OAKMONT MANOR 1 bdrm. Apt. $625 ~ Nov. 15 2 bdrm Apts $750 & $780/mo Available Now Close to schools & shopping Bus stop out front. Free covered parking. Sorry No Dogs or Cats Allowed. 33370 George Ferguson Way
604-850-2467 Baywest Mgmt Corp Mission
CEDARWOOD MANOR * * * *
Friendly Management 1 & 2 Bedroom Suites Insuite Laundry Adult Oriented
2005 CHRYSLER PT CRUISER 2.4L automatic. No accidents, Air Cared. Great condition, only 116,400 kms. Features Power Windows/Doors, A/C, tinted windows. Carproof Verified BC vehicle. History report available. Open to reasonable offers. Asking $5,500. 604-825-7171 (Abbts).
CLEARBROOK. 4 Bedroom upper suite, 2.5 baths, laundry, avail now. NS/NP. 604-613-6045 aft 10:30 am
TRY A bcclassified.com CLASSIFIED AD.
MISSION: 3 BDRM T/H, quiet family complex. Rent geared to income. N/P. Call: 604-820-1715 We Have 2 Playgrounds for your kids And are “Pet Friendly”
ROOMS FOR RENT
SCRAP CAR REMOVAL
AAA SCRAP CAR REMOVAL Minimum $150 cash for full size vehicles, any cond. 604-518-3673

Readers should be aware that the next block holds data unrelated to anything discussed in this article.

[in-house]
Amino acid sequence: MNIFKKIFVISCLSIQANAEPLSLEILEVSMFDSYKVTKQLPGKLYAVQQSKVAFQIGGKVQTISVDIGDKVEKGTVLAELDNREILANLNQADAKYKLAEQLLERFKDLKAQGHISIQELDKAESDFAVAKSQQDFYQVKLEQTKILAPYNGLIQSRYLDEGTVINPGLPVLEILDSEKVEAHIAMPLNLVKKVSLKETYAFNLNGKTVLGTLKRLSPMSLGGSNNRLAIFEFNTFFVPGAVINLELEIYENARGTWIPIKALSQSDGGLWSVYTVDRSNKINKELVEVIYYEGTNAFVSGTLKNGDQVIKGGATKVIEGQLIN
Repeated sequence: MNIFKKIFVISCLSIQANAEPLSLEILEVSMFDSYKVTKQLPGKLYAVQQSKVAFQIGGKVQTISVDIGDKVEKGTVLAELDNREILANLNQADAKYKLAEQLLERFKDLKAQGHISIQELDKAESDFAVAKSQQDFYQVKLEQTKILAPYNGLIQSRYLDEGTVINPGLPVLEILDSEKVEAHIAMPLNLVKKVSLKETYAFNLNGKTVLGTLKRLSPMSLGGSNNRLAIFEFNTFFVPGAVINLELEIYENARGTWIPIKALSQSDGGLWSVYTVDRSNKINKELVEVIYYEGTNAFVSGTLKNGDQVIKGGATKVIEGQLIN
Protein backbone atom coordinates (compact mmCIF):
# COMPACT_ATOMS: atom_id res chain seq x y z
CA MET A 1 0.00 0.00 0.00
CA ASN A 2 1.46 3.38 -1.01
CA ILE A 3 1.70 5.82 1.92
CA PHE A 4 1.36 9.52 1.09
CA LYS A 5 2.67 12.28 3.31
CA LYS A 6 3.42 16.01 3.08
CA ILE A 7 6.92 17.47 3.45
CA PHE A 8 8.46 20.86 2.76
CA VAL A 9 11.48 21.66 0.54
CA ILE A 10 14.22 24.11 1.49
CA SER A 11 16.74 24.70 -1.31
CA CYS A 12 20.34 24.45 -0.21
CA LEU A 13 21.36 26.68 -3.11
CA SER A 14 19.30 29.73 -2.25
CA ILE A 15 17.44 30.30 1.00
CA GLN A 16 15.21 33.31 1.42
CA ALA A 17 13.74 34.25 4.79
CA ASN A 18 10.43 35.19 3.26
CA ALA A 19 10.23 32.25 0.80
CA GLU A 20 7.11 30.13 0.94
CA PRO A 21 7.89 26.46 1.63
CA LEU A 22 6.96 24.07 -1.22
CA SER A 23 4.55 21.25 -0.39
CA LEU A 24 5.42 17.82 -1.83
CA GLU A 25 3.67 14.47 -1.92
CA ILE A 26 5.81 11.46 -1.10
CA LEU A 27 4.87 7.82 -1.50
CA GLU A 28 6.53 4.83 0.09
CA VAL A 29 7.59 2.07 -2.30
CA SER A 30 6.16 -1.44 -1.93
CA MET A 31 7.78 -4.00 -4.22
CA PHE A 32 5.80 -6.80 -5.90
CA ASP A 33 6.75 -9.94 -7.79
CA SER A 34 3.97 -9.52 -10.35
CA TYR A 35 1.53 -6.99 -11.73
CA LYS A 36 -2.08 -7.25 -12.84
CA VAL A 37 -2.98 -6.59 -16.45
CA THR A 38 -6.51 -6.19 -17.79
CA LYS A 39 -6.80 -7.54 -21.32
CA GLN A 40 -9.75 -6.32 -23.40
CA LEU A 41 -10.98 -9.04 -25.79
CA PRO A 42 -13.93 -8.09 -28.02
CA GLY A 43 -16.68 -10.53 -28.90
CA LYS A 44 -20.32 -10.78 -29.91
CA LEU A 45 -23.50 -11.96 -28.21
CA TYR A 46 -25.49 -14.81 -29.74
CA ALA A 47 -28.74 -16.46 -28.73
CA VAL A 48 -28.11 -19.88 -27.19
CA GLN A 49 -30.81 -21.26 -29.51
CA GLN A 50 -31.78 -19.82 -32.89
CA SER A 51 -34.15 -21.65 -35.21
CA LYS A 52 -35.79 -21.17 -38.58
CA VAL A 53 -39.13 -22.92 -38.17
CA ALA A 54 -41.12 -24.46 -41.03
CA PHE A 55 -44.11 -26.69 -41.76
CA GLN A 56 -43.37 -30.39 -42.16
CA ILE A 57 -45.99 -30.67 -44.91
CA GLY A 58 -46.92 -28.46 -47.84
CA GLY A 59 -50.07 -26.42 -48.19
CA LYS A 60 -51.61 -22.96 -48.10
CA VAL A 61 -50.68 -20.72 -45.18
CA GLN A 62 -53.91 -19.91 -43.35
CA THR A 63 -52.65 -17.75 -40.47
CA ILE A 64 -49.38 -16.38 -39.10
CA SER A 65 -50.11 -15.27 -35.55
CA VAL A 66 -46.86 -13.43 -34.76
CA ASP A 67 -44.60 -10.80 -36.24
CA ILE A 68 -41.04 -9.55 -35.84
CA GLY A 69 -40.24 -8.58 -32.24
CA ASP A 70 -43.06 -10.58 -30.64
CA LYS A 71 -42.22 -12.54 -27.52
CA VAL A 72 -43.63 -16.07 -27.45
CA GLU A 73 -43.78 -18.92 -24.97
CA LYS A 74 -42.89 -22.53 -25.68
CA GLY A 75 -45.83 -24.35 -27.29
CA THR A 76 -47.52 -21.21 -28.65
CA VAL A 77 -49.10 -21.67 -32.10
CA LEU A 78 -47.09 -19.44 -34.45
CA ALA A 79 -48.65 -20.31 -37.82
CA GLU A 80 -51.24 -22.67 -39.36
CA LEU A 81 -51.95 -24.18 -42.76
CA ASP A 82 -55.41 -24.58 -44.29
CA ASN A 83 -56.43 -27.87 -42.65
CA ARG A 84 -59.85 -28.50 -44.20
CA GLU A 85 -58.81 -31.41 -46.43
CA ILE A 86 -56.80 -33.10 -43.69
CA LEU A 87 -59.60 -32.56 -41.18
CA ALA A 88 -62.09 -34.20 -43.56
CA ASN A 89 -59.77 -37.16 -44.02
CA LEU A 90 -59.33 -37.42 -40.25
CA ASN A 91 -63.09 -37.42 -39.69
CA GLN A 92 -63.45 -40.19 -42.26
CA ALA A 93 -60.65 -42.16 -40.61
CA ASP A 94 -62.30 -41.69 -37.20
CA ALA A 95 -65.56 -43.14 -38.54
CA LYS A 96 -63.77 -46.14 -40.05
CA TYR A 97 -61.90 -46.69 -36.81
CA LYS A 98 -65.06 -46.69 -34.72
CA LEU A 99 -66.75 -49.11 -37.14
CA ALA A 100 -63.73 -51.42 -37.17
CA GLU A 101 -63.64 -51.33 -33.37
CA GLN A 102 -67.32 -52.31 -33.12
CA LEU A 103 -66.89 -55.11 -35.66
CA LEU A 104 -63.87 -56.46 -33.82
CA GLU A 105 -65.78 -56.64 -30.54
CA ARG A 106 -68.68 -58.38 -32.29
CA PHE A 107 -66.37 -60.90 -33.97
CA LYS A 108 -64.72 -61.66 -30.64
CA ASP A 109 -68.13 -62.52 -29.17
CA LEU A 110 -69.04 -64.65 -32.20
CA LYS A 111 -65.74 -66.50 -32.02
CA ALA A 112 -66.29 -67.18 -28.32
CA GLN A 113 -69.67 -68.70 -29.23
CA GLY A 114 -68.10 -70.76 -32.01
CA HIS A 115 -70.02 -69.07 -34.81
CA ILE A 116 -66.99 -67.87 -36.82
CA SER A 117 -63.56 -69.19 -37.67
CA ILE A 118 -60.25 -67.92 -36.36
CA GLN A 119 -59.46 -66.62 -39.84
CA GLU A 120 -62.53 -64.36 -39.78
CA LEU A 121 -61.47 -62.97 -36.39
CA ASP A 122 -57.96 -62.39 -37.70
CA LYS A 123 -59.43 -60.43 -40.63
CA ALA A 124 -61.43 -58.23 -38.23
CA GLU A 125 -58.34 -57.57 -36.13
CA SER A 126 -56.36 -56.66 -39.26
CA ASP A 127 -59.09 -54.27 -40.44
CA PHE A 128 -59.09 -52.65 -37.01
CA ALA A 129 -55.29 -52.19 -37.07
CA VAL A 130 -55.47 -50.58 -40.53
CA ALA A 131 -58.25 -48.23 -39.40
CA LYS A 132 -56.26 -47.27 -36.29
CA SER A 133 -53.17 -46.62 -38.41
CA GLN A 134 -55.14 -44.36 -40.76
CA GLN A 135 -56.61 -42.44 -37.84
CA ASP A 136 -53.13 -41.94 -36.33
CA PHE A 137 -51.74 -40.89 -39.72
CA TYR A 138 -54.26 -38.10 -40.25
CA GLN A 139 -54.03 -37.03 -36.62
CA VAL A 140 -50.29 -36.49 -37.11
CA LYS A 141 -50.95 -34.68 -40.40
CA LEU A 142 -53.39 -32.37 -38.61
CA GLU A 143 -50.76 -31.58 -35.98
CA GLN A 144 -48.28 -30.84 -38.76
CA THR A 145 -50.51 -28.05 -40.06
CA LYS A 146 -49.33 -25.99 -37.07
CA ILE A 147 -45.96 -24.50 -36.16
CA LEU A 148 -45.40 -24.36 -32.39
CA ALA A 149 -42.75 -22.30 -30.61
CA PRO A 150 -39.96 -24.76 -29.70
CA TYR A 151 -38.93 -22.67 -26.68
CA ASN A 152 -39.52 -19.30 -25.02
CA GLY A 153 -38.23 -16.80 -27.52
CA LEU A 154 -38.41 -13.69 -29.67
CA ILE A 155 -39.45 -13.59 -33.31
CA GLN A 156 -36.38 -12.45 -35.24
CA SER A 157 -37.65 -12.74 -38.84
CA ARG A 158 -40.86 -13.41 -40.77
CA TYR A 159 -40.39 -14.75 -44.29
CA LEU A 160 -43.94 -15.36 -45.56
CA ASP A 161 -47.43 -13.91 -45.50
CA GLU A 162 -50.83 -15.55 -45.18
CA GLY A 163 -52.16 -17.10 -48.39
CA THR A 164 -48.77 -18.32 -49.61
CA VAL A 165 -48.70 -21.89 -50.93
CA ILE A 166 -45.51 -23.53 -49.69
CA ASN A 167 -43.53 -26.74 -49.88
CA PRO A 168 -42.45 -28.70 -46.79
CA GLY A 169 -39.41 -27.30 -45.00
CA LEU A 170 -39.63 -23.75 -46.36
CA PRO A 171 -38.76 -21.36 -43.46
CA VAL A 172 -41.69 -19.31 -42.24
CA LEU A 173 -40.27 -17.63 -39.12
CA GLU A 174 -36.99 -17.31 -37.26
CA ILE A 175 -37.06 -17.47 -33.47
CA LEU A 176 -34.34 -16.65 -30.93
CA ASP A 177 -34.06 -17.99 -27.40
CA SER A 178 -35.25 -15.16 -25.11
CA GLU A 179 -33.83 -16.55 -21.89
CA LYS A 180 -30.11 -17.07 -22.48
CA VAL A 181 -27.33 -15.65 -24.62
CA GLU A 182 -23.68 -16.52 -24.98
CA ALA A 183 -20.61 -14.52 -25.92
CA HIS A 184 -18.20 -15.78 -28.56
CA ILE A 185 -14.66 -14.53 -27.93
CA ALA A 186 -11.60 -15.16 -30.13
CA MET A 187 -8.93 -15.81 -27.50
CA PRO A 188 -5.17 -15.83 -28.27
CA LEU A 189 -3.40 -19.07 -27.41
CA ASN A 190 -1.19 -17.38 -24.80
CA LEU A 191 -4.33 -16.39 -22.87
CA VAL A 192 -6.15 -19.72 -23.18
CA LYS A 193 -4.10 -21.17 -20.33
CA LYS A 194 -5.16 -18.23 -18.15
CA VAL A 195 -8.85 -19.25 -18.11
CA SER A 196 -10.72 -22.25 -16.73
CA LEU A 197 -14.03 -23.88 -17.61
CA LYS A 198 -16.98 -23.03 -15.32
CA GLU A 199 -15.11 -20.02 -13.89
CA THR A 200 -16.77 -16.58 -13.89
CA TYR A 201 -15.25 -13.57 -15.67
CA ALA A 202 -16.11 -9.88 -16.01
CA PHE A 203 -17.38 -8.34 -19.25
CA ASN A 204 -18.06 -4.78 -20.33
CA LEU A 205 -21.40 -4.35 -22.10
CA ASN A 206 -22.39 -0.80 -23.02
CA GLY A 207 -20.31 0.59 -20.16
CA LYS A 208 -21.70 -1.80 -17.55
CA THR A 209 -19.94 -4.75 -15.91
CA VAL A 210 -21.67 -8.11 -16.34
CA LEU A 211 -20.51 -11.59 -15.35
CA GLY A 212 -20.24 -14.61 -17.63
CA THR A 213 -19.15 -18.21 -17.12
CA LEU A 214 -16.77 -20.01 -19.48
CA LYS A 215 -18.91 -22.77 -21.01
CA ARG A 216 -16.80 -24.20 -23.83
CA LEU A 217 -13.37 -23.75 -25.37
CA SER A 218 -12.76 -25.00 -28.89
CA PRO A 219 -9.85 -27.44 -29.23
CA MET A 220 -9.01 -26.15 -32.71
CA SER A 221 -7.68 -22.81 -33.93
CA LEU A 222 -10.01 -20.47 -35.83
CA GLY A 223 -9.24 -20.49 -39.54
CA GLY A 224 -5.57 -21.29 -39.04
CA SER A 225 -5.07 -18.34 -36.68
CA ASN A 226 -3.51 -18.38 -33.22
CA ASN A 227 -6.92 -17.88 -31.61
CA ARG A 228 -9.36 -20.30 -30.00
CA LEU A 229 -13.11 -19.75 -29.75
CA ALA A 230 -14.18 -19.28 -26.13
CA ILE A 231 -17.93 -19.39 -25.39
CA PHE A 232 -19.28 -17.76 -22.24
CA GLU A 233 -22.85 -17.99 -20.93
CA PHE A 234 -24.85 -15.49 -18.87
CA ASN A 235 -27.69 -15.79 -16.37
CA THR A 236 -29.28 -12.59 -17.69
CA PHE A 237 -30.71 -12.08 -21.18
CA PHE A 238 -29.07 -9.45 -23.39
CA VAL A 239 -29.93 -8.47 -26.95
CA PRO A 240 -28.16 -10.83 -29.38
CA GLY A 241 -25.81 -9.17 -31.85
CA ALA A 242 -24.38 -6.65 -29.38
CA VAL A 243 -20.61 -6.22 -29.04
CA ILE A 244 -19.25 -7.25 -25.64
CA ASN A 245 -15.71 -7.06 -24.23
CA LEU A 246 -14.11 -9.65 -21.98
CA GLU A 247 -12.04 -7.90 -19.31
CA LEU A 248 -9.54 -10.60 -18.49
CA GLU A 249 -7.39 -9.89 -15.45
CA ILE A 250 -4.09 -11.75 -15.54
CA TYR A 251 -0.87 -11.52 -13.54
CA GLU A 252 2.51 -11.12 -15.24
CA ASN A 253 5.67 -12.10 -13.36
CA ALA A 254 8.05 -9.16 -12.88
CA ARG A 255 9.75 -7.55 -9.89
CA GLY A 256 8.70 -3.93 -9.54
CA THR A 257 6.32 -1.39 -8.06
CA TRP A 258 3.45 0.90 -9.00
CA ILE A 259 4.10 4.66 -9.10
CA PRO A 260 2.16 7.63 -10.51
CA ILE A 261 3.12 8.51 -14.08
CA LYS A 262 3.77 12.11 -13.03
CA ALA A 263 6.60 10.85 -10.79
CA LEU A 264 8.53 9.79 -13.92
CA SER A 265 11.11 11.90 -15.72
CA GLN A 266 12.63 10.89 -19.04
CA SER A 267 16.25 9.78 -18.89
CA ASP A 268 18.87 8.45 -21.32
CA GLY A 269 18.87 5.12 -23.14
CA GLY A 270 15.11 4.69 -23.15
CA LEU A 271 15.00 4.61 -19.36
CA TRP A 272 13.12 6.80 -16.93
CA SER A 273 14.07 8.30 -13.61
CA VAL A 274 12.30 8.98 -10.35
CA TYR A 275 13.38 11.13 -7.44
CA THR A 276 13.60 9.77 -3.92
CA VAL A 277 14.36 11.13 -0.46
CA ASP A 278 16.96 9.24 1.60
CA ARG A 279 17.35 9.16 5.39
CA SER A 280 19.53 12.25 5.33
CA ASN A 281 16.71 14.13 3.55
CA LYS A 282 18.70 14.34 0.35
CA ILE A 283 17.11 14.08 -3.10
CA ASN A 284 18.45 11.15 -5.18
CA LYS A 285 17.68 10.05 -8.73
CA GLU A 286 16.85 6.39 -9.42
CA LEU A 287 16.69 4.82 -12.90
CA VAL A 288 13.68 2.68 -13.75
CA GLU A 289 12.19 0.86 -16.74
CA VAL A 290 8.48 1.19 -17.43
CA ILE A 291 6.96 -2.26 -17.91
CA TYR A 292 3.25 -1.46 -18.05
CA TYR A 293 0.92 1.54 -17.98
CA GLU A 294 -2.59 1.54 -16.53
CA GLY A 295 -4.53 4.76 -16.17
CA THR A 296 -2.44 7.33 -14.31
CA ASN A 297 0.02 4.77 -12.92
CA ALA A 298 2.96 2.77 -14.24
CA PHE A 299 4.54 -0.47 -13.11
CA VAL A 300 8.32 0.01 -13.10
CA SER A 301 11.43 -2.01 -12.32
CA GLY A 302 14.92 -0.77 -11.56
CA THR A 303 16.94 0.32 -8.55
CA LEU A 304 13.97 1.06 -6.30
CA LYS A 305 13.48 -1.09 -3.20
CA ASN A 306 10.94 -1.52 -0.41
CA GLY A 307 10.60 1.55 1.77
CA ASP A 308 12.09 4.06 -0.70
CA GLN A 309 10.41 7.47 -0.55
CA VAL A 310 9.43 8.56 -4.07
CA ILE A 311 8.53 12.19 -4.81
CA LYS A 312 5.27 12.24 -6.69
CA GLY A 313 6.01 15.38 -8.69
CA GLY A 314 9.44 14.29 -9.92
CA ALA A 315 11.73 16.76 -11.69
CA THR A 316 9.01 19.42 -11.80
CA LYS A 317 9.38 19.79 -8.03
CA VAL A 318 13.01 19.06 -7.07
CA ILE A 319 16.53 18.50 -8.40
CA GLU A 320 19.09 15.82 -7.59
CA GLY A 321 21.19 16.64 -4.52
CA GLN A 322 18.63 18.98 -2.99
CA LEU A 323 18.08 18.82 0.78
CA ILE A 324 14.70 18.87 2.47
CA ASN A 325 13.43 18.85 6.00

NEWLY RENOVATED $990 PER MONTH + UTILS 3 BR + 1.5 BA & fenced back yrd For more info call Mike @ 604-792-8317 or 1-877-515-6696 or email: firstname.lastname@example.org
Use bcclassified.com - Employment Section 100’s
COMMERCIAL SPACE for Lease: 1556 sf. #106 - 33643 Marshall Rd. Abbotsford. 604-850-7731. HARD TO FIND 1 acre i 2 industrial zoning 3,000 s/f building prime location in Abbotsford, cl. to US border. 604-308-6664, 604-866-9033.
HATZIC 2 bdrm duplex in quiet area, 4 appls, sep ldry, carport, fncd bcyd $950. Nov 1. 604-826-3147 MISSION. Wanted resp. tenants. Bottom flr 2 bdrm suite in 4 plex on quiet well est. street. Gas f/p, balc., x-storage space, 1 blk to hosp bus, shops & schools. W/D, $725 + util. Avail Nov 1. Min 1 year lease. N/S. No drinkers, ref’s. 604-853-8830
HOMES FOR RENT
ABBOTSFORD 4 Bdrms - 2 up & 2 down, new paint, some new carpet, all appli’s, large backyard. Avail now. $1300/mo. 604-308-6234. ABBOTSFORD E. 3 Bdrm. Incl. d/w, w/d. H/W flrs. F/P. $1250/mo. Avail. now. NS/NP. 604-556-8231
RV PADS RV SITES - $325/mo.
Sewer, water, hot showers incl. Electricity metered. Heated washrooms, ldry. 20-25 min E of Mission Hwy #7. Walking distance to local general store & near post office, gas, LCB outlets etc. 604-826-2741
TAKE NOTICE that all persons having claims upon the estate of the above named must file with the undersigned Executrix by the 10th day of December, 2013 a full statement of their claims and of securities held by them.